The Red-Blue Divide of U.S. Home Construction

The Red-Blue Divide of U.S. Home Construction

Residential News » Washington D.C. Edition | By David Barley | March 9, 2020 9:00 AM ET

According to the latest quarterly National Association of Home Builders' Home Building Geography Index, nearly two-thirds of multifamily construction in the fourth quarter of 2019 occurred in "blue counties" where Hillary Clinton garnered the most votes in the 2016 election. Yet nearly the same percentage of single-family home building took place in "red counties" where President Trump won. And momentum for continued single-family and multifamily construction continues in the red counties.

The fourth quarter release of the HBGI examines all the counties in the U.S. based on the 2016 presidential candidate vote totals and sheds new light on red/blue county home building conditions.

Using fourth quarter permit data, NAHB's HBGI finds:

  • 51 percent of the U.S. population live in blue counties and 49 percent live in red counties;
  • 61 percent of single-family construction occurs in red counties;
  • 64 percent of multifamily construction is found in blue counties;
  • Over the course of 2019, single-family construction expanded at a 1.7 percent average rate in red counties, while declining 1.2 percent in blue counties; and
  • Multifamily construction posted much faster growth rates in red counties vs. blue (21 percent vs. 8 percent gain).
"The lack of housing supply and inventory is the primary challenge facing housing markets nationwide, and are key factors why the nation is struggling with a housing affordability crisis," said NAHB Chairman Dean Mon, a home builder and developer from Shrewsbury, N.J. "This latest HBGI data reveals that red counties are outpacing their peers in blue counties, despite almost two-thirds of apartment construction occurring in blue areas. The analysis highlights the importance of land use rules and development costs in determining the amount of home construction that takes place in communities across the U.S."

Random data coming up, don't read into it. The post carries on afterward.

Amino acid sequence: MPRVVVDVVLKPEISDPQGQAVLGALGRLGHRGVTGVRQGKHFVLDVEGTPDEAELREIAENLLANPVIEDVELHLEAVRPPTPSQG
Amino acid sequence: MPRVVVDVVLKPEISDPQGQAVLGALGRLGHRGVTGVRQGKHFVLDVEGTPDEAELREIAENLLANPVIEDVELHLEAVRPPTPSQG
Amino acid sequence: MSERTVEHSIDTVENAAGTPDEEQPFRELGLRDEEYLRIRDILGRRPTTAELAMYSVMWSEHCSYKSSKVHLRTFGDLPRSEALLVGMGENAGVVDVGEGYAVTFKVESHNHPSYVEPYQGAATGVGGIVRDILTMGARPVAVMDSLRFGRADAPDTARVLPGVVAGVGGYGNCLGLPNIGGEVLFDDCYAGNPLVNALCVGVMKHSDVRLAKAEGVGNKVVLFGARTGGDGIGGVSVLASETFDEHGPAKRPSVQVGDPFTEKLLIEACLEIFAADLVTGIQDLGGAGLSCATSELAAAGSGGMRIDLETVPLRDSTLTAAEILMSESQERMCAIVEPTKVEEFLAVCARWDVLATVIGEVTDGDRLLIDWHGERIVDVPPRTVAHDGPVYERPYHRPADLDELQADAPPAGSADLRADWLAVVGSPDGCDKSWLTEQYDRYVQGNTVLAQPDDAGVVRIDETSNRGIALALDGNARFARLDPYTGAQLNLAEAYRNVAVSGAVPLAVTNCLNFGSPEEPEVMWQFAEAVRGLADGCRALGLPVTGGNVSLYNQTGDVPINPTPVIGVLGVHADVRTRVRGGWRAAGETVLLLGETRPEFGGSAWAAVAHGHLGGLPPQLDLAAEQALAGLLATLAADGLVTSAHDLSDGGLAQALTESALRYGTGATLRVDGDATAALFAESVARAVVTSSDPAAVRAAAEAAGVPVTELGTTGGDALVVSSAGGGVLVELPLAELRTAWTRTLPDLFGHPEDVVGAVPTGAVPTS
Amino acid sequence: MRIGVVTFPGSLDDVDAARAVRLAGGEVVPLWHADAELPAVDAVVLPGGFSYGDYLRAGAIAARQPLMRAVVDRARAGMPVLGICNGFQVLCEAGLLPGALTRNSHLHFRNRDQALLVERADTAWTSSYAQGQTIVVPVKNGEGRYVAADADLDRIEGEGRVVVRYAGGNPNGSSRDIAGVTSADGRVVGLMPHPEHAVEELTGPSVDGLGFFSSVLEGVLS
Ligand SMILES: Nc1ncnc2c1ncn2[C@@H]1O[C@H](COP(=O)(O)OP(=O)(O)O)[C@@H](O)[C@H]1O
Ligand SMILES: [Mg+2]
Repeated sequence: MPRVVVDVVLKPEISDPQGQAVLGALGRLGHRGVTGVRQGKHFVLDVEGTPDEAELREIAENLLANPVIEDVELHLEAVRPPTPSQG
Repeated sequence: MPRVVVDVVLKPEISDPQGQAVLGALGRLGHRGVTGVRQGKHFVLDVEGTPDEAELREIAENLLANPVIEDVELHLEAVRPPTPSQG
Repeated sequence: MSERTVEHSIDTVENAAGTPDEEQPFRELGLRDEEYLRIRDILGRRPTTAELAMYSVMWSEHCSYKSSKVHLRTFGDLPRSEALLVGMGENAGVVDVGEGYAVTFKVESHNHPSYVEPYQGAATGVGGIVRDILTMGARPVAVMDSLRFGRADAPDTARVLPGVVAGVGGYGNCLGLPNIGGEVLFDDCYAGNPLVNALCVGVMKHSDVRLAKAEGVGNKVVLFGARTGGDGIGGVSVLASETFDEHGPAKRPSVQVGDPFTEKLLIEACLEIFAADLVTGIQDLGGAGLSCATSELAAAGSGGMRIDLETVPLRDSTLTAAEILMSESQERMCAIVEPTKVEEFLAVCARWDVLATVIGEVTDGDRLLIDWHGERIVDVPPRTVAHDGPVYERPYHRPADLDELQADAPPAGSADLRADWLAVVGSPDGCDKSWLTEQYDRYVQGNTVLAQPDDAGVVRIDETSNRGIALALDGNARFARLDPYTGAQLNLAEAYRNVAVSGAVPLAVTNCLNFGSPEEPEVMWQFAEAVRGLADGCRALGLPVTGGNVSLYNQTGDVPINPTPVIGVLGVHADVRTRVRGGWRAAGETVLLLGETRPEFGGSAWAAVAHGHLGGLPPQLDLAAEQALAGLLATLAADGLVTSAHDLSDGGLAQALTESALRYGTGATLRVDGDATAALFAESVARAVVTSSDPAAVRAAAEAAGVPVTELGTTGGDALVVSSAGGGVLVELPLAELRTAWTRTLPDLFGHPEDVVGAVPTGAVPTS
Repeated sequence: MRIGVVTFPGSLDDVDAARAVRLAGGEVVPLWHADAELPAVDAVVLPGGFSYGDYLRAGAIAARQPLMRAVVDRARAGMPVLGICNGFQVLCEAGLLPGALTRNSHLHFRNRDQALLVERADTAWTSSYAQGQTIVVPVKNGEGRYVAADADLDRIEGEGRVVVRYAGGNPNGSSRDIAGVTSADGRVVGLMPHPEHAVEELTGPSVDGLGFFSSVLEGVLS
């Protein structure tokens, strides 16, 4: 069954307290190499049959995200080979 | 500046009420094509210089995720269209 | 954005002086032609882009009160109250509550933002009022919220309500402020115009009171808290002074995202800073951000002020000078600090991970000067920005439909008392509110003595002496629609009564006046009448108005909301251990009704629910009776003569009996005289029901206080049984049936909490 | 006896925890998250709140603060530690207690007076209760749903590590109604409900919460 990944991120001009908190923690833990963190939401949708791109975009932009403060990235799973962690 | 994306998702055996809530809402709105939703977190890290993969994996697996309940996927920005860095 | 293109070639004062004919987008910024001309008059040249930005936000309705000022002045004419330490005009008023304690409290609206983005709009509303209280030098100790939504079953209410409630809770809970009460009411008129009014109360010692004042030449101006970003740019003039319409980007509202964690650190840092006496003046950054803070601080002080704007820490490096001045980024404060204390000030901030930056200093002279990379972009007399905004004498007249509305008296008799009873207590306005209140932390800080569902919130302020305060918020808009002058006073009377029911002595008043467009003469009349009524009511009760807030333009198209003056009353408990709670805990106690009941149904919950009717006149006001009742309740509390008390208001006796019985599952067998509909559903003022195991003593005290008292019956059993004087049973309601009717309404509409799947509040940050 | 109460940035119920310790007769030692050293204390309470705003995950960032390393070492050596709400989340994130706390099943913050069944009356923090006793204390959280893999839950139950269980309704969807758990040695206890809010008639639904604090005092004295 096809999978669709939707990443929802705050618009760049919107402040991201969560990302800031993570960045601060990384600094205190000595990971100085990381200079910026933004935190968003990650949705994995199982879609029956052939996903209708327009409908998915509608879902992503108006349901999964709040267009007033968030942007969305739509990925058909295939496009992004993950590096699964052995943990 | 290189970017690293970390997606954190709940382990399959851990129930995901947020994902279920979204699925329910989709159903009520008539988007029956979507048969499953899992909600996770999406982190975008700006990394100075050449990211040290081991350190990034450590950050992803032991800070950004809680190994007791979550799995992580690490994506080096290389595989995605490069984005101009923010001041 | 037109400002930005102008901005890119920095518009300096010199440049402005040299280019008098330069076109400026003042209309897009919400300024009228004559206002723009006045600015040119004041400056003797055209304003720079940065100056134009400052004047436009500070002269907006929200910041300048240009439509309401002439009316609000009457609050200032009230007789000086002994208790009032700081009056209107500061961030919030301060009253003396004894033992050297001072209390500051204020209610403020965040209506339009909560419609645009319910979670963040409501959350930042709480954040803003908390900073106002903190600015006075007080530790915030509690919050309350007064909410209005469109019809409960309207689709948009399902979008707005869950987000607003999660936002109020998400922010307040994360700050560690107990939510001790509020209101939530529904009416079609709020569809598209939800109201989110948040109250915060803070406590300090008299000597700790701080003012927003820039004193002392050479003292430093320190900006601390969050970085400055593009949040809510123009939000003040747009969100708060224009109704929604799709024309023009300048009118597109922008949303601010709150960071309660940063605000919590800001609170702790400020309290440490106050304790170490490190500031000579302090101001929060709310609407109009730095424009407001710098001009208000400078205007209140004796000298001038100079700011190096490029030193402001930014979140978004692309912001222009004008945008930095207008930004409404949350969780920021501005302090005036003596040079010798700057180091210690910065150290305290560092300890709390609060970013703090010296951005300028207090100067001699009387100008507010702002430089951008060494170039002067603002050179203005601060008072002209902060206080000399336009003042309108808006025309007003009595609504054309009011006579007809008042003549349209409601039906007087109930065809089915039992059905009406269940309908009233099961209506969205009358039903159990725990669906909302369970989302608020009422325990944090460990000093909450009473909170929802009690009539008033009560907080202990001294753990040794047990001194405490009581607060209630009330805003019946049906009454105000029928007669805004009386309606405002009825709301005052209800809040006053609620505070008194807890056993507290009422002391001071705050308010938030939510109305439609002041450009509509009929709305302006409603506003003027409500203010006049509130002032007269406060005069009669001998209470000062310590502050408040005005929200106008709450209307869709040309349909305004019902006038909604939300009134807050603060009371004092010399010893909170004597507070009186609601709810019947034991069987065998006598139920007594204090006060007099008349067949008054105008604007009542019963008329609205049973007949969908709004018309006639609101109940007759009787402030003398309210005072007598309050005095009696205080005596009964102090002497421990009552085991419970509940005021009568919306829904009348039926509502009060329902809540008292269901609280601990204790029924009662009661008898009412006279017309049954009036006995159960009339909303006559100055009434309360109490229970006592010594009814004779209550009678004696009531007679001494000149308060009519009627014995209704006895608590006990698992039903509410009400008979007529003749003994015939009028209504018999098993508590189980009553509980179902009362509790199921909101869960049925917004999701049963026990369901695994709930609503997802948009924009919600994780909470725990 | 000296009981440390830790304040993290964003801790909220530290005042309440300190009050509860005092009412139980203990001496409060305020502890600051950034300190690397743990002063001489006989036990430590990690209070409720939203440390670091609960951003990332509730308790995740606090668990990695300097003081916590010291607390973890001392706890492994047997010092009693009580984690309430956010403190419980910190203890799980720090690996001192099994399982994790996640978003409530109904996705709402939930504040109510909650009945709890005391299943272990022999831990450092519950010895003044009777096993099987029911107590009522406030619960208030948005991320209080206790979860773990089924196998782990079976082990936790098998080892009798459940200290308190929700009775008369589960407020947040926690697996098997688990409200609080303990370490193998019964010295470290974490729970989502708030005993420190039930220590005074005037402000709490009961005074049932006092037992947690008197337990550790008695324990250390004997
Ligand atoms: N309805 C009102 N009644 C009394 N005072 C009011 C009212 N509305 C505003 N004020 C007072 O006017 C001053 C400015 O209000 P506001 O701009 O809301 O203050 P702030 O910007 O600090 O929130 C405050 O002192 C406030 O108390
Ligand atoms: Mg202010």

"While single-family permits ended the year just slightly positive and multifamily permits registered solid growth, ongoing challenges remain with respect to adding supply in high-growth, high-cost markets," said NAHB Chief Economist Robert Dietz. "The lagging performance of single-family construction in blue counties, combined with the 2019 declines for home building in large metro suburban areas, highlight this affordability challenge, which is a source of frustration for younger households in high-cost markets."

The HBGI is a quarterly measurement of building conditions across the country and uses county-level information about single- and multifamily permits to gauge housing construction growth in various urban and rural regions.

Other findings in the fourth quarter HBGI:

  • Single-family construction continues to lag in manufacturing areas, posting a 1.6 percent decline over the course of 2019, compared to a slight gain for the rest of the nation.
  • Single-family construction is growing the fastest in small metro, outlying areas (small metro suburbs), while it continues to decline in traditional suburbs of large metro areas (1.4 percent decline) - the worst performing region for single-family.
  • Multifamily construction posted gains in all regions by the end of the year.

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